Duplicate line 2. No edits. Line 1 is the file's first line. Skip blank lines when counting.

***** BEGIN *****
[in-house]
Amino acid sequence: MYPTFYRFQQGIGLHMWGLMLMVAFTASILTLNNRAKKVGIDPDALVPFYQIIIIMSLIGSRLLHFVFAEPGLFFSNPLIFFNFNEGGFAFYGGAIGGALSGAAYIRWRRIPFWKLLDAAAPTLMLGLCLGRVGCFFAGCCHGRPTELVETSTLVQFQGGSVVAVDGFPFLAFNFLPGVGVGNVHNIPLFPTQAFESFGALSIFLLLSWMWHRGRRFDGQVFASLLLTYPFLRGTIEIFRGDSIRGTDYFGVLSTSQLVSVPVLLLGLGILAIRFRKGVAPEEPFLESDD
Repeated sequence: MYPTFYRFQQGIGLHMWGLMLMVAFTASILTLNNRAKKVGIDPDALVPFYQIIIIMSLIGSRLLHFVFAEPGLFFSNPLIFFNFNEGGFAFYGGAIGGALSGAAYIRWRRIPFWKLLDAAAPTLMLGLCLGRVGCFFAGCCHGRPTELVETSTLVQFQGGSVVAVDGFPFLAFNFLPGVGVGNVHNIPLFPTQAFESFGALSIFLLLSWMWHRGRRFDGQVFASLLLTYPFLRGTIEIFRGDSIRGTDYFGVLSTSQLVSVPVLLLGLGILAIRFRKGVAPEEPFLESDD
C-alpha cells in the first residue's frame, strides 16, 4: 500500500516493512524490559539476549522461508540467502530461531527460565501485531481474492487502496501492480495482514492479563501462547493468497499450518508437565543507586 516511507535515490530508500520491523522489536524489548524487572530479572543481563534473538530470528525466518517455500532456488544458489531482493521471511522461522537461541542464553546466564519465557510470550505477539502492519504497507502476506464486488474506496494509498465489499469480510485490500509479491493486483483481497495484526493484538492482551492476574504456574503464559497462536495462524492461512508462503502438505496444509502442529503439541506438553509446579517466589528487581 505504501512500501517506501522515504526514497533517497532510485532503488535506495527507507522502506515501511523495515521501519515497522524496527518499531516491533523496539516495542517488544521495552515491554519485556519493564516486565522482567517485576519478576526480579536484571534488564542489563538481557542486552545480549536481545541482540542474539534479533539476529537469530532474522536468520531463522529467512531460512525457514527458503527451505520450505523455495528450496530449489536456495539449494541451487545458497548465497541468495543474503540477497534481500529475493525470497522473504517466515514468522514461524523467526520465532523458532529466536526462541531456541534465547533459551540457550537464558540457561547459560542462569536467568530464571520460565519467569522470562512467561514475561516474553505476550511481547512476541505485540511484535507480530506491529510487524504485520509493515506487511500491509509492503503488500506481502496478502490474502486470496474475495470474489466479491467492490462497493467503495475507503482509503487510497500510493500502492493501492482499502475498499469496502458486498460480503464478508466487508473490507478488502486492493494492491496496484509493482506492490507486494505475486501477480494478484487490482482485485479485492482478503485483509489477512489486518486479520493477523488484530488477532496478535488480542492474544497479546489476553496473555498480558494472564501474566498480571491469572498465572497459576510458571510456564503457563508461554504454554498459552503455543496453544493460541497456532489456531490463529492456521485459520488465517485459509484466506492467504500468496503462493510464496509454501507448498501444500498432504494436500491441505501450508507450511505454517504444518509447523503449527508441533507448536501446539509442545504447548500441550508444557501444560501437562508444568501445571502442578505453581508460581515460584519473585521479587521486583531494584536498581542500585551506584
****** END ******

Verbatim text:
Amino acid sequence: MYPTFYRFQQGIGLHMWGLMLMVAFTASILTLNNRAKKVGIDPDALVPFYQIIIIMSLIGSRLLHFVFAEPGLFFSNPLIFFNFNEGGFAFYGGAIGGALSGAAYIRWRRIPFWKLLDAAAPTLMLGLCLGRVGCFFAGCCHGRPTELVETSTLVQFQGGSVVAVDGFPFLAFNFLPGVGVGNVHNIPLFPTQAFESFGALSIFLLLSWMWHRGRRFDGQVFASLLLTYPFLRGTIEIFRGDSIRGTDYFGVLSTSQLVSVPVLLLGLGILAIRFRKGVAPEEPFLESDD